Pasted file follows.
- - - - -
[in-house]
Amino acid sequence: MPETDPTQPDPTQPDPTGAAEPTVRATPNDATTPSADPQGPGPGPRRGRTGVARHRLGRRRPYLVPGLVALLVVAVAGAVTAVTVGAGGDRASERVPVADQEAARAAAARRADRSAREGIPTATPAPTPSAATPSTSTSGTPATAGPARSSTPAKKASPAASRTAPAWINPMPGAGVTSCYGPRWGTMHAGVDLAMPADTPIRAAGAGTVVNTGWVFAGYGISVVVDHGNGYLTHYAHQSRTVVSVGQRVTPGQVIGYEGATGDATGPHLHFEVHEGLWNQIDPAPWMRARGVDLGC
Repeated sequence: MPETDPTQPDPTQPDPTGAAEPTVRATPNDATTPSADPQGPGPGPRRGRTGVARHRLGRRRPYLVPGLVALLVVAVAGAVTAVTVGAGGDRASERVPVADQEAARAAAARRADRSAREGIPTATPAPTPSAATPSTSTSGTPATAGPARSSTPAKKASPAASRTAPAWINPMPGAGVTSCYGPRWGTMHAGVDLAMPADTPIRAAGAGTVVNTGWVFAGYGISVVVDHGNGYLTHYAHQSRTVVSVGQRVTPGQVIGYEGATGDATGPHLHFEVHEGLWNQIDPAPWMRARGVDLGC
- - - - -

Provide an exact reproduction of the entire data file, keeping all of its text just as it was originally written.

[in-house]
Amino acid sequence: MPETDPTQPDPTQPDPTGAAEPTVRATPNDATTPSADPQGPGPGPRRGRTGVARHRLGRRRPYLVPGLVALLVVAVAGAVTAVTVGAGGDRASERVPVADQEAARAAAARRADRSAREGIPTATPAPTPSAATPSTSTSGTPATAGPARSSTPAKKASPAASRTAPAWINPMPGAGVTSCYGPRWGTMHAGVDLAMPADTPIRAAGAGTVVNTGWVFAGYGISVVVDHGNGYLTHYAHQSRTVVSVGQRVTPGQVIGYEGATGDATGPHLHFEVHEGLWNQIDPAPWMRARGVDLGC
Repeated sequence: MPETDPTQPDPTQPDPTGAAEPTVRATPNDATTPSADPQGPGPGPRRGRTGVARHRLGRRRPYLVPGLVALLVVAVAGAVTAVTVGAGGDRASERVPVADQEAARAAAARRADRSAREGIPTATPAPTPSAATPSTSTSGTPATAGPARSSTPAKKASPAASRTAPAWINPMPGAGVTSCYGPRWGTMHAGVDLAMPADTPIRAAGAGTVVNTGWVFAGYGISVVVDHGNGYLTHYAHQSRTVVSVGQRVTPGQVIGYEGATGDATGPHLHFEVHEGLWNQIDPAPWMRARGVDLGC